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  • The Conspiracy to Destroy Apple

    June 21st, 2006

    You know, everyone loves a good conspiracy theory, and while I’ve got your attention, let me make it quite clear that this really isn’t a single or unified movement to wreck the company. No, it’s a collection of conspiracies, separate movements that, while no doubt honorable in intent, would end up destroying Apple Computer as we know it.

    For now, I’ll ignore the claims from some tech pundits that Apple cannot succeed on the long haul, despite over 30 years of doing just that. These misguided theories suggest that Apple’s marketing plan of that particular moment is fatally flawed and that, while the company might experience some success for a limited period of time, it will ultimately fail.

    One particular movement is to make more of the Mac OS and perhaps some or all of Apple’s applications completely open source. Advocates of this point of view remind us of the Linux community, which has resulted in an operating system that has gained a lot of traction in the business world. Wouldn’t it make sense for Apple to do the very same thing, so it can benefit from improved market share?

    The answer is a resounding “No!”

    Apple strives to give you a complete personal computing solution, with an operating system tailored to specific hardware, and a set of exclusive applications to match. It is also, as computers go, reasonably user-friendly, even for rank novices. In contrast, Linux is a total mess, and is anything but easy for the casual user to install and configure. True, there are desktop-oriented interfaces, but most strike you as nothing more than a warmed-over Windows.

    Now consider the impact to Apple if it made its crown jewels freely available to the open source community without restriction. As one extremely knowledgeable writer, Daniel Eran explains in one of his brilliant (as usual) roughlydrafted.com commentaries, “If Apple lost their retail revenues for iLife and Mac OS X, they would lose profitability and have to scale back on research and development, making their overall package less compelling, which would sap new hardware sales. If Apple lost hardware sales, their ability to develop new software and drive innovation would stall, and their software would lose its market.”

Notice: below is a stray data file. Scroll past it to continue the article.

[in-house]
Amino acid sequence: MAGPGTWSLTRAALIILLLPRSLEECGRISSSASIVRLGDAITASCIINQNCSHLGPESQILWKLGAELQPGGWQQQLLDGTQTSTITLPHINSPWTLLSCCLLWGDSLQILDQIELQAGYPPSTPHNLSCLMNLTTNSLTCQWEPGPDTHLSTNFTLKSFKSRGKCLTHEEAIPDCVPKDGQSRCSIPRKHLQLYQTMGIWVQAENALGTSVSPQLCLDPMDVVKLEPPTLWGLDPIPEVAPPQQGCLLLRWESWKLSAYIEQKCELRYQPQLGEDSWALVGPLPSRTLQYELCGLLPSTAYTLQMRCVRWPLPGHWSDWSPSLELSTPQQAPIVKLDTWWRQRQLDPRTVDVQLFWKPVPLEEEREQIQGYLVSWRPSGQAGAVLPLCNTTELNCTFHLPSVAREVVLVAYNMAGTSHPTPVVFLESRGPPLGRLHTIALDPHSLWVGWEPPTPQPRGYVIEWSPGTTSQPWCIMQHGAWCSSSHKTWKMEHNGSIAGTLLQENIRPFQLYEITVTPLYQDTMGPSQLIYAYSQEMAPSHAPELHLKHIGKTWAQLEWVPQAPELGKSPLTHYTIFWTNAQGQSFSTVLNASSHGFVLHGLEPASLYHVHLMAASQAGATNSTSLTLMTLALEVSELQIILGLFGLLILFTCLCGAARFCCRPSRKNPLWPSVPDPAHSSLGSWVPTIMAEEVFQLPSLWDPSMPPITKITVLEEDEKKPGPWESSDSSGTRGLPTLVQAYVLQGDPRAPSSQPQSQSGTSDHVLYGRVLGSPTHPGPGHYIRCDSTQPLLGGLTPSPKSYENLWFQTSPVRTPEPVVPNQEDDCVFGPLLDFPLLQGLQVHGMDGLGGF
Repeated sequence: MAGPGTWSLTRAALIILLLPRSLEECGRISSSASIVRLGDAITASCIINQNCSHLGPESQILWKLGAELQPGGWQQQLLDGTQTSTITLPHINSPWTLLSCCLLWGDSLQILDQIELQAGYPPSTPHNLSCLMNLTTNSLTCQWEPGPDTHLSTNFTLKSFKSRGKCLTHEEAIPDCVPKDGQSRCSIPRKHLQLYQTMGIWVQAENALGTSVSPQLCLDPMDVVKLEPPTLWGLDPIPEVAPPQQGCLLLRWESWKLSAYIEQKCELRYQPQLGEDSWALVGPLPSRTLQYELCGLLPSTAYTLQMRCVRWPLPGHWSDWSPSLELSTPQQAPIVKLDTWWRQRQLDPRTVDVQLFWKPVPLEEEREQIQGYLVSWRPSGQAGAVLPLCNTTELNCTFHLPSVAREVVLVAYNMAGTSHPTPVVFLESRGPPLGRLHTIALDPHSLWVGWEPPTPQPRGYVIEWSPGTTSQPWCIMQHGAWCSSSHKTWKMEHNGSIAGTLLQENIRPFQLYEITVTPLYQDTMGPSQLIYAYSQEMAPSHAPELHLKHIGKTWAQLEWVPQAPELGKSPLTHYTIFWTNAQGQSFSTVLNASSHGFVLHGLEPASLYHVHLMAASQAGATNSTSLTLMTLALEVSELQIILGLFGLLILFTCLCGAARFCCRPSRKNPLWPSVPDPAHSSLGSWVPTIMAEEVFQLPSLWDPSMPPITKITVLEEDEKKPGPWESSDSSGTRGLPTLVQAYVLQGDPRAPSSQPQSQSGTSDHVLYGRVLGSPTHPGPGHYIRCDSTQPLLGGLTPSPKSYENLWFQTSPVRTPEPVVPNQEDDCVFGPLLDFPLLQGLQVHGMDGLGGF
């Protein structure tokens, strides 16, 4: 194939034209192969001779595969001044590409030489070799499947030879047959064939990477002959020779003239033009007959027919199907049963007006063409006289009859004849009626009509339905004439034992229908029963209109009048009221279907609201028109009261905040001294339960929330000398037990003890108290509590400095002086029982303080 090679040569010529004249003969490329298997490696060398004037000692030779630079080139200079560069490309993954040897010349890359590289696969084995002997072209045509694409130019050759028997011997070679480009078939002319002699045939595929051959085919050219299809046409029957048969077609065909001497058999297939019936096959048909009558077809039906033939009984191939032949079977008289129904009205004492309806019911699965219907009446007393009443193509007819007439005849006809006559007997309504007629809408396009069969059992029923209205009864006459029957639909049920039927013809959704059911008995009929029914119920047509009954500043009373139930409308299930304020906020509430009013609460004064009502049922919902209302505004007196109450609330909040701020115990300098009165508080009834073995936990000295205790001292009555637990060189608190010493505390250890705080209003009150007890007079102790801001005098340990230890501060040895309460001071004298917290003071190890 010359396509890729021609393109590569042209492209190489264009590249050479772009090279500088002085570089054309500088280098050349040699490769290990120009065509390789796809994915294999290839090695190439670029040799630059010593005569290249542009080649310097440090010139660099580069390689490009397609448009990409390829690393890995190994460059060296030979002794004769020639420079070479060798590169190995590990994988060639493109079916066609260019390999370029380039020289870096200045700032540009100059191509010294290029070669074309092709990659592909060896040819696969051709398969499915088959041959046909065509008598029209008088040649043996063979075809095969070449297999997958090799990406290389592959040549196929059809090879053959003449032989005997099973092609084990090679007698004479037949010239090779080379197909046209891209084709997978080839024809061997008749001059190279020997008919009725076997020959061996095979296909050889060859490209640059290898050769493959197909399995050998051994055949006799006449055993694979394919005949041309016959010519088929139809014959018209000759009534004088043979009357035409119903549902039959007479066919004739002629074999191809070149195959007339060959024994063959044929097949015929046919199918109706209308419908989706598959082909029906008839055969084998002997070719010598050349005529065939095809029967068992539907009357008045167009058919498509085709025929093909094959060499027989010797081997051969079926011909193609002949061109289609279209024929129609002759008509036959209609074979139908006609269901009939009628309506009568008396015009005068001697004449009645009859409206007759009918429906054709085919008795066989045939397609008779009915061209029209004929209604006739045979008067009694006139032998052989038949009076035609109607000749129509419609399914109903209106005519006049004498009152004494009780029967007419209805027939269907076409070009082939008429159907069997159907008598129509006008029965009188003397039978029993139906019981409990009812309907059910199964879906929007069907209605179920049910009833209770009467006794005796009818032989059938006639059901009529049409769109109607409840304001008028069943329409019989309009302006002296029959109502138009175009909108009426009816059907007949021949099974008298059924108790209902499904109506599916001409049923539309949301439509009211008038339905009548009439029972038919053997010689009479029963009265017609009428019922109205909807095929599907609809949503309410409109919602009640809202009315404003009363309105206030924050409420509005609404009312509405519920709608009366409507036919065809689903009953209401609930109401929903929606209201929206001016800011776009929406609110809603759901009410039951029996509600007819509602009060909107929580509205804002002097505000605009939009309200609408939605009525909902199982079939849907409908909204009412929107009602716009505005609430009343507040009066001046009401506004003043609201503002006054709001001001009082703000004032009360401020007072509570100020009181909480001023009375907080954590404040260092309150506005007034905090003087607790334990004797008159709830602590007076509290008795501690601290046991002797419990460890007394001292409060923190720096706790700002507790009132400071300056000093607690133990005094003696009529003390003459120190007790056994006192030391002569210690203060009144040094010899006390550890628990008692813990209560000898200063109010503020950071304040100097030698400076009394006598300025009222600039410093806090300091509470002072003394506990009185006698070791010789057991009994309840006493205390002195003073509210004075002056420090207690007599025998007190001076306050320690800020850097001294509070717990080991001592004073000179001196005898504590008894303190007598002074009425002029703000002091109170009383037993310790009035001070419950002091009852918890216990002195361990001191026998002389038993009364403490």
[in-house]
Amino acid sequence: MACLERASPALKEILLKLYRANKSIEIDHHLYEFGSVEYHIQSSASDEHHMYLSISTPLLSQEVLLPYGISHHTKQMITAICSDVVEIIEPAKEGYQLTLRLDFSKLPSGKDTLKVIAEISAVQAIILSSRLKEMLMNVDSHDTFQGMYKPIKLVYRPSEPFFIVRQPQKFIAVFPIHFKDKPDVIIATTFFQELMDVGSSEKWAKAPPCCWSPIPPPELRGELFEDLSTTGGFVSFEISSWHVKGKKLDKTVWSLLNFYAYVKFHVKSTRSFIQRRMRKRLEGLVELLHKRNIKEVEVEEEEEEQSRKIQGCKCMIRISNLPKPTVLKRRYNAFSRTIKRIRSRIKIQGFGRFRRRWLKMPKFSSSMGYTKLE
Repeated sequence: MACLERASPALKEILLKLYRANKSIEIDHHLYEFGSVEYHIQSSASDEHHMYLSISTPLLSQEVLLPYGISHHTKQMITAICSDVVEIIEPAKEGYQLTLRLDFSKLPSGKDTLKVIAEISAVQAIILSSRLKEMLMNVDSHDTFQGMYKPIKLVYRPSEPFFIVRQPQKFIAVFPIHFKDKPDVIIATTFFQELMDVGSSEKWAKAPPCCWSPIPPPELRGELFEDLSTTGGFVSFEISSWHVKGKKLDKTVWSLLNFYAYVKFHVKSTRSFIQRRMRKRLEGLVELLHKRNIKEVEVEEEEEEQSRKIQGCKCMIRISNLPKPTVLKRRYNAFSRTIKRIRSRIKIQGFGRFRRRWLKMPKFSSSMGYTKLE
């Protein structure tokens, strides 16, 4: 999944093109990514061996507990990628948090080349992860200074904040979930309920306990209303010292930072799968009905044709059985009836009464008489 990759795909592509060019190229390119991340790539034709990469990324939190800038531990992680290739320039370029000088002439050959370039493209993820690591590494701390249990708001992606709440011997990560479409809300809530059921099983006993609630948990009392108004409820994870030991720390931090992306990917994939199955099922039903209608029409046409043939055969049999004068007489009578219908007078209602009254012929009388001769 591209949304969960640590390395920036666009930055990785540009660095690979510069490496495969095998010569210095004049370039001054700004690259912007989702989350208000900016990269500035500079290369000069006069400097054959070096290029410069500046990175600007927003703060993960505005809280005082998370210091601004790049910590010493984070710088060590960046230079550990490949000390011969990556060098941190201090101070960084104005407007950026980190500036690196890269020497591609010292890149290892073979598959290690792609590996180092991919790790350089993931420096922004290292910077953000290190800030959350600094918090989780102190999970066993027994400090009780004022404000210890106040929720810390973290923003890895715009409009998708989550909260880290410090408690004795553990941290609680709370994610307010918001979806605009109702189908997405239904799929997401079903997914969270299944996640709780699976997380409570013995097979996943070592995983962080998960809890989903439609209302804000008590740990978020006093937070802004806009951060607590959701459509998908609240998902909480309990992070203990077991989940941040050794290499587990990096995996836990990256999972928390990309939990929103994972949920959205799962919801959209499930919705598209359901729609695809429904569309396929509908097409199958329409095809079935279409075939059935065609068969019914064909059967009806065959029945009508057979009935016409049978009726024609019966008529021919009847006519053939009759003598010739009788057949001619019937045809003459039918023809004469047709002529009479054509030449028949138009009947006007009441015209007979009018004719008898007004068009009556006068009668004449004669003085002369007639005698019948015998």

So you still think the open source route makes sense for Apple?

    Others suggest that Apple should license Mac OS X to other computing companies. Yes, we know that Michael Dell would love to install it on his PC boxes, and it’s certainly true that a few power users have induced it to run on their cheap computers. But compatibility and drivers are not quite there. Worse, the folks who suggest this maneuver forget the lessons of history. Do you remember when Apple actually attempted to license manufacturers to sell Mac OS clones? Firms such as Power Computing, Motorola and Umax put Apple licensed logic boards and its operating system into cheap PC cases. They also went after Apple’s most profitable markets with a vengeance and nearly killed the company.

    When Steve Jobs took over, he brought the program to a screeching halt, and the lesson is clear: Mac OS X for Intel is designed to work strictly on a Mac. Yes, some may succeed in making it run on other computers, but it will never be officially sanctioned by Apple, and they will continue to enhance security to stay ahead of the crackers.

    Another no doubt well-intentioned group wants Apple to ditch the core or kernel of Mac OS X in plug in the one from Linux. Forgetting the technical difficulties, they claim that Mac OS X is much slower, and that superior performance requires replacing its foundation. Again, Daniel Eran unearths the fallacy of such a maneuver in a series of columns, pointing out the fatal flaws in those few tests that attempt to benchmark this claim. Worse, even if it were possible, it would cause developers, many of whom are still struggling with developing Universal versions of their applications, more conniptions as they had to swim through yet another sea of change.

    I don’t know about you, but if I wrote Mac software, and had to undergo another major transition so quickly, I’d be ready to cry “uncle,” and take my products elsewhere.

    The folks behind these various movements for change appear to regard Steve Jobs and his crew as somehow ignorant of what’s needed to really goose Mac sales. Such people feel they have a better way, but, in the end, their ideas could very well destroy the company they want to save.



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